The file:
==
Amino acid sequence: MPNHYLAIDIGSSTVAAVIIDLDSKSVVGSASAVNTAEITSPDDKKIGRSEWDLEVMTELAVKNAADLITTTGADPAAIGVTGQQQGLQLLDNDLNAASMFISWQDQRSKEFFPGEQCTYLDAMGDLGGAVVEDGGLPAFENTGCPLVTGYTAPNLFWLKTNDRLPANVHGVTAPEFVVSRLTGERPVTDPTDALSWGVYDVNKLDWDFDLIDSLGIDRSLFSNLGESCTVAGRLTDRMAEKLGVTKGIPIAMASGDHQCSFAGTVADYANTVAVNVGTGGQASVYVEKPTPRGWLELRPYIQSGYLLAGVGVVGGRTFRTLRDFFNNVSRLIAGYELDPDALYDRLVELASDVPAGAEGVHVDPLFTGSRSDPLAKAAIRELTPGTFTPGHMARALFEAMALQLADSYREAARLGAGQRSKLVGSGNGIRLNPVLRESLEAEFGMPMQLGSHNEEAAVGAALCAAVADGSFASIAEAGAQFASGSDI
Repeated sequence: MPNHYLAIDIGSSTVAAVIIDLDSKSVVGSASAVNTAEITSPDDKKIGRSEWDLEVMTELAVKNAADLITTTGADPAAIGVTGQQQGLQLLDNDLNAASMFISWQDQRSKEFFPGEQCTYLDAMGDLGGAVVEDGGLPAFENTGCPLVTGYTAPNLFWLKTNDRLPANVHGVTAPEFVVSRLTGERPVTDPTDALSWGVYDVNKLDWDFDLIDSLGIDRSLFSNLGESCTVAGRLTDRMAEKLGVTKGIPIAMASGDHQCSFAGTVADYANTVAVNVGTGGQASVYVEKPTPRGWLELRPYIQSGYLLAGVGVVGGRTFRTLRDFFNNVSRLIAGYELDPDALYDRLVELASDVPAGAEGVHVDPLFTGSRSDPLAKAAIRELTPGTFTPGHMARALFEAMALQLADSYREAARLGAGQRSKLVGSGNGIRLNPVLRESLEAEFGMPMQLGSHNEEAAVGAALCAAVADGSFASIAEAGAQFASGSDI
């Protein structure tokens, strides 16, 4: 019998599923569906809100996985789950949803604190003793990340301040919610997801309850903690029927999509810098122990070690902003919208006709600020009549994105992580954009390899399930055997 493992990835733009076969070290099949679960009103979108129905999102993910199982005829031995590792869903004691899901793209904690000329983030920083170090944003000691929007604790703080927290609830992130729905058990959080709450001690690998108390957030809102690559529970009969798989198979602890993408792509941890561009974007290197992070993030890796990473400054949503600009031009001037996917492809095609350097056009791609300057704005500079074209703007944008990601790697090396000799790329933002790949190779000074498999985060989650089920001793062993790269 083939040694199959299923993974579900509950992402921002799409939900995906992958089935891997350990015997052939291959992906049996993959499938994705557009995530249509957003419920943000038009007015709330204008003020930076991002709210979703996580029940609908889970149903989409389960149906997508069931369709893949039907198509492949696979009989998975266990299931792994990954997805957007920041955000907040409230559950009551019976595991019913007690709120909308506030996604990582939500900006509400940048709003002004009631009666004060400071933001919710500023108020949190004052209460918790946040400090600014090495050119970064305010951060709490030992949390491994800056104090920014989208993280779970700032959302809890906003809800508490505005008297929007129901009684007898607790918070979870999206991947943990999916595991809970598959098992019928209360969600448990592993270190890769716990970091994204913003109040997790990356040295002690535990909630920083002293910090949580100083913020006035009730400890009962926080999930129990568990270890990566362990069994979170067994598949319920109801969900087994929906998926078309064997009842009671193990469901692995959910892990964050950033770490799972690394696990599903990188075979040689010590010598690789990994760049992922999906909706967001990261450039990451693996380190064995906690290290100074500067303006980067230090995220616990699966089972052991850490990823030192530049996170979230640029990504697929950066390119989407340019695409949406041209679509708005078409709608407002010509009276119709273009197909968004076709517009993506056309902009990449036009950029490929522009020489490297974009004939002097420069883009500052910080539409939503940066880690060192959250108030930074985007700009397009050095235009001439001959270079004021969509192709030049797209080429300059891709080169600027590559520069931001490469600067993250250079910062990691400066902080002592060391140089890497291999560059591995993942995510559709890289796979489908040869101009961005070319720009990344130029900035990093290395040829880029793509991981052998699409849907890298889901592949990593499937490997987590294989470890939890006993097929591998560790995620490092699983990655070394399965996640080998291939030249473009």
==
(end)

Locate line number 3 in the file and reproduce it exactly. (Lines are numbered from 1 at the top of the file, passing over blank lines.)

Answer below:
């Protein structure tokens, strides 16, 4: 019998599923569906809100996985789950949803604190003793990340301040919610997801309850903690029927999509810098122990070690902003919208006709600020009549994105992580954009390899399930055997 493992990835733009076969070290099949679960009103979108129905999102993910199982005829031995590792869903004691899901793209904690000329983030920083170090944003000691929007604790703080927290609830992130729905058990959080709450001690690998108390957030809102690559529970009969798989198979602890993408792509941890561009974007290197992070993030890796990473400054949503600009031009001037996917492809095609350097056009791609300057704005500079074209703007944008990601790697090396000799790329933002790949190779000074498999985060989650089920001793062993790269 083939040694199959299923993974579900509950992402921002799409939900995906992958089935891997350990015997052939291959992906049996993959499938994705557009995530249509957003419920943000038009007015709330204008003020930076991002709210979703996580029940609908889970149903989409389960149906997508069931369709893949039907198509492949696979009989998975266990299931792994990954997805957007920041955000907040409230559950009551019976595991019913007690709120909308506030996604990582939500900006509400940048709003002004009631009666004060400071933001919710500023108020949190004052209460918790946040400090600014090495050119970064305010951060709490030992949390491994800056104090920014989208993280779970700032959302809890906003809800508490505005008297929007129901009684007898607790918070979870999206991947943990999916595991809970598959098992019928209360969600448990592993270190890769716990970091994204913003109040997790990356040295002690535990909630920083002293910090949580100083913020006035009730400890009962926080999930129990568990270890990566362990069994979170067994598949319920109801969900087994929906998926078309064997009842009671193990469901692995959910892990964050950033770490799972690394696990599903990188075979040689010590010598690789990994760049992922999906909706967001990261450039990451693996380190064995906690290290100074500067303006980067230090995220616990699966089972052991850490990823030192530049996170979230640029990504697929950066390119989407340019695409949406041209679509708005078409709608407002010509009276119709273009197909968004076709517009993506056309902009990449036009950029490929522009020489490297974009004939002097420069883009500052910080539409939503940066880690060192959250108030930074985007700009397009050095235009001439001959270079004021969509192709030049797209080429300059891709080169600027590559520069931001490469600067993250250079910062990691400066902080002592060391140089890497291999560059591995993942995510559709890289796979489908040869101009961005070319720009990344130029900035990093290395040829880029793509991981052998699409849907890298889901592949990593499937490997987590294989470890939890006993097929591998560790995620490092699983990655070394399965996640080998291939030249473009």